yes, its basically tapering you. But maybe the coach is doing it for the newer runners to acclimate them into the training more easily. If you have the time, you should do morning runs on your own perhaps. But let your coach know what you are doing. You should probably talk to your coach about your concerns that you posted here.
Agree with Andrew. Speak to your coach and add morning runs if possible.
@ 4:34At this point in the season, it would not be tapering. Typically you would still building your mileage. That said, when the season first starts, not all run summer base, so he may be starting every low and slow and building it up.But, yes, the only person who really knows what your coach is trying to do is your coach. Every runner is different. Some need 50, some 60, some do okay at 25 mpw. Talk to your coach about his plans, and hopefully he/she is one that will listen to your concerns, but in the end, if you are concerned about losing your aerobic base, then, yes, as has already been stated, you may need to get in some of those runs on your own. Be careful, though. You don't want to be doubling and end up with Over Training Syndrome.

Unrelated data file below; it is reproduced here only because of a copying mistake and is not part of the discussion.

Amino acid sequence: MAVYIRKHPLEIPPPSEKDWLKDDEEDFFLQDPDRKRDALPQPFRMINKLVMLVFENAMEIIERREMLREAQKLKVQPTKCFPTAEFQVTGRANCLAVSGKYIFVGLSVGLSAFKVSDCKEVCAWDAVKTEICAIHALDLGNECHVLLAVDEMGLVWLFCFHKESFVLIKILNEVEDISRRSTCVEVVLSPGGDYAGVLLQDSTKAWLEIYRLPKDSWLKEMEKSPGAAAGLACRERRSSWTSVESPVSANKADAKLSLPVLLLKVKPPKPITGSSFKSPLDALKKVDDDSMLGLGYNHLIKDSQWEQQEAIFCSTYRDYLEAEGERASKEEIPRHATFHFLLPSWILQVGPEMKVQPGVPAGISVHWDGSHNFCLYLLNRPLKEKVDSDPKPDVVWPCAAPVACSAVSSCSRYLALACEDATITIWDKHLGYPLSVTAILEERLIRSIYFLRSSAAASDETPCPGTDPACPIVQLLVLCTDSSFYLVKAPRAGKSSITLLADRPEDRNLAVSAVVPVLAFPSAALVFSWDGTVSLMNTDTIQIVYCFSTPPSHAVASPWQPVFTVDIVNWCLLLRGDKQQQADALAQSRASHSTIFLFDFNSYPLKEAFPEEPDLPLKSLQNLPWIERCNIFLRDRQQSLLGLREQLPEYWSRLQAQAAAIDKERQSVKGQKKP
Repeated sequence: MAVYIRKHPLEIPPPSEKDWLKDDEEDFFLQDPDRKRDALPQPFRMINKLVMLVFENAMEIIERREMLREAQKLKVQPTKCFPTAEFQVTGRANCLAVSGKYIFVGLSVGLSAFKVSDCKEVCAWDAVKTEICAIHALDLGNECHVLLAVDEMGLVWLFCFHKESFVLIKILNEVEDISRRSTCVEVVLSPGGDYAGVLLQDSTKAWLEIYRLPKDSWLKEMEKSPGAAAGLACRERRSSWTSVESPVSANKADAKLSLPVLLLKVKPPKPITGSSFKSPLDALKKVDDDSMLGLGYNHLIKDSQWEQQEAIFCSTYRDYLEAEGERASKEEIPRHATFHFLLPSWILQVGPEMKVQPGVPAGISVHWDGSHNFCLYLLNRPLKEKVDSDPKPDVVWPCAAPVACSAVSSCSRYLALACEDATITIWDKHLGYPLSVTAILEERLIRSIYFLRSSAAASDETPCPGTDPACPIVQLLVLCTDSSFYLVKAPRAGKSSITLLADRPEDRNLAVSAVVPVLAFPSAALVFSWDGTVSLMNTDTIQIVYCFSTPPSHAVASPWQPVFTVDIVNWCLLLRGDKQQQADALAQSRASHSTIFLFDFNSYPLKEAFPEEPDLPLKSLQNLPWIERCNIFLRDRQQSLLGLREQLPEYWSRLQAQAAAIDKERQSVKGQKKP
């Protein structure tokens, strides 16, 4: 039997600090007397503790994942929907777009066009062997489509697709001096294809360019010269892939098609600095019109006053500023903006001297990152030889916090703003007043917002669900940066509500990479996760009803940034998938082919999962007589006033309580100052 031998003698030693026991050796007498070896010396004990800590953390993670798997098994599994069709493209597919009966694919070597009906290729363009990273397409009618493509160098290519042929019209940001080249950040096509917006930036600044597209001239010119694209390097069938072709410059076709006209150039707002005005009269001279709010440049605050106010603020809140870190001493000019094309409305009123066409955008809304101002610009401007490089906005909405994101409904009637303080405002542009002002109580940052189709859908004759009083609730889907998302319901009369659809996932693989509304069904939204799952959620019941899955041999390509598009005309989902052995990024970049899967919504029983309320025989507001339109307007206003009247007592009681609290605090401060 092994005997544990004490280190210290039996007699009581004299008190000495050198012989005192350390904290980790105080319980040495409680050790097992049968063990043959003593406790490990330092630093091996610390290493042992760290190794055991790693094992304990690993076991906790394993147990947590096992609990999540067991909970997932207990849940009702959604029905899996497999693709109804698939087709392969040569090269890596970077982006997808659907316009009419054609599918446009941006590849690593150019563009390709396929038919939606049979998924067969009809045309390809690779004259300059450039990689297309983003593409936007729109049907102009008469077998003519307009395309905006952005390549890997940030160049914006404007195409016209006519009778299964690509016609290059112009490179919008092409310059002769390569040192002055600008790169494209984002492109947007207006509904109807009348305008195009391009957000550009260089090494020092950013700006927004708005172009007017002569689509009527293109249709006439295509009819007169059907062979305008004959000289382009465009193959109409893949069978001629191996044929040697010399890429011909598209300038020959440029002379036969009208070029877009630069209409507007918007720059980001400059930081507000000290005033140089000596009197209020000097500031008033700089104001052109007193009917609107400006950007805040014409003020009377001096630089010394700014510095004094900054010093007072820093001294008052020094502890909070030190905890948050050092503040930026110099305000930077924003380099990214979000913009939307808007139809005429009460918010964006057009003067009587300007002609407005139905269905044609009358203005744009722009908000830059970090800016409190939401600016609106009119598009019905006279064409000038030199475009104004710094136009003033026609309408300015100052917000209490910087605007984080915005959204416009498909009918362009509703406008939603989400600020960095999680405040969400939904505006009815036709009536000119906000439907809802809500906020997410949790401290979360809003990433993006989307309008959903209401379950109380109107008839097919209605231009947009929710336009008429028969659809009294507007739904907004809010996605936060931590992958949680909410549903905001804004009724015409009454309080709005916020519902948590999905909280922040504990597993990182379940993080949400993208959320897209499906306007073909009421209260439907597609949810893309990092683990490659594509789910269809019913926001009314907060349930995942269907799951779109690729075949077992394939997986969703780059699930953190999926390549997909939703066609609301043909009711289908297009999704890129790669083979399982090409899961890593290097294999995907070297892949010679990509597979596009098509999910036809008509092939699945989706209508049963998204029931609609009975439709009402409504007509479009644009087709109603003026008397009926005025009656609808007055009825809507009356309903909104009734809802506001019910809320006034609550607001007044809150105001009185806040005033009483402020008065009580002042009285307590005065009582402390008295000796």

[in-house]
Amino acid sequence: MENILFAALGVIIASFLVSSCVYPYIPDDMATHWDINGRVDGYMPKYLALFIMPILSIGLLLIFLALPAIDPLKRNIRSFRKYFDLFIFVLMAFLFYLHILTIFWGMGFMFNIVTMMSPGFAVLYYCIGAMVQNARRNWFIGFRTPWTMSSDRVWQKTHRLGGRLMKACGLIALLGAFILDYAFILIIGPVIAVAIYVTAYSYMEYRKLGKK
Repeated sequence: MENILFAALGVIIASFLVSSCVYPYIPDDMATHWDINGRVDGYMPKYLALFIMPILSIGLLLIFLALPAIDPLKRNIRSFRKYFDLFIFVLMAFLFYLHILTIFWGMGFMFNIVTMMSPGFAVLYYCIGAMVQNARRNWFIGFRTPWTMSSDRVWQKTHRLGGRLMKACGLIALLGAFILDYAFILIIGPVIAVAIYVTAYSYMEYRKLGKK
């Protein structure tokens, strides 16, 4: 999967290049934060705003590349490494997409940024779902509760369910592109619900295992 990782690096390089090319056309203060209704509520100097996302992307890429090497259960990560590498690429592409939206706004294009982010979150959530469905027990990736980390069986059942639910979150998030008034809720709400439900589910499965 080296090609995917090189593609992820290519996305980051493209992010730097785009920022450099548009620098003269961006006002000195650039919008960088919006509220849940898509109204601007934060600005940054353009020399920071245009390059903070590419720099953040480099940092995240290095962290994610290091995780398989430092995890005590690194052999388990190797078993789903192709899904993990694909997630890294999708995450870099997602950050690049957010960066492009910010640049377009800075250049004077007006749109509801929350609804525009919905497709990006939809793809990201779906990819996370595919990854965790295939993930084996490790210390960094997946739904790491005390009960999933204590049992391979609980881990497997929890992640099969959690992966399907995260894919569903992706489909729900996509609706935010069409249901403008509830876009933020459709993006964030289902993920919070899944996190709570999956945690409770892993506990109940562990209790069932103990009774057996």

I have been in a plateau this entire cross country season, I haven't improved at all. This is my first year running high school cross country, however I ran for two seasons previous that club cross country. I extended my club track season into the end of July and was only able to get two weeks rest before I started cross country in August (by that time pre season was over). My coach said that he thinks one of the reasons I have plateaued is because I didn't get enough rest in between seasons. My question is whether I should run club XC into mid-December after high school ends (this Saturday) and whether running club or not running club would help with my plateau? (The club I would run for is VERY competitive and rigorous, so it wouldn't be just easy running)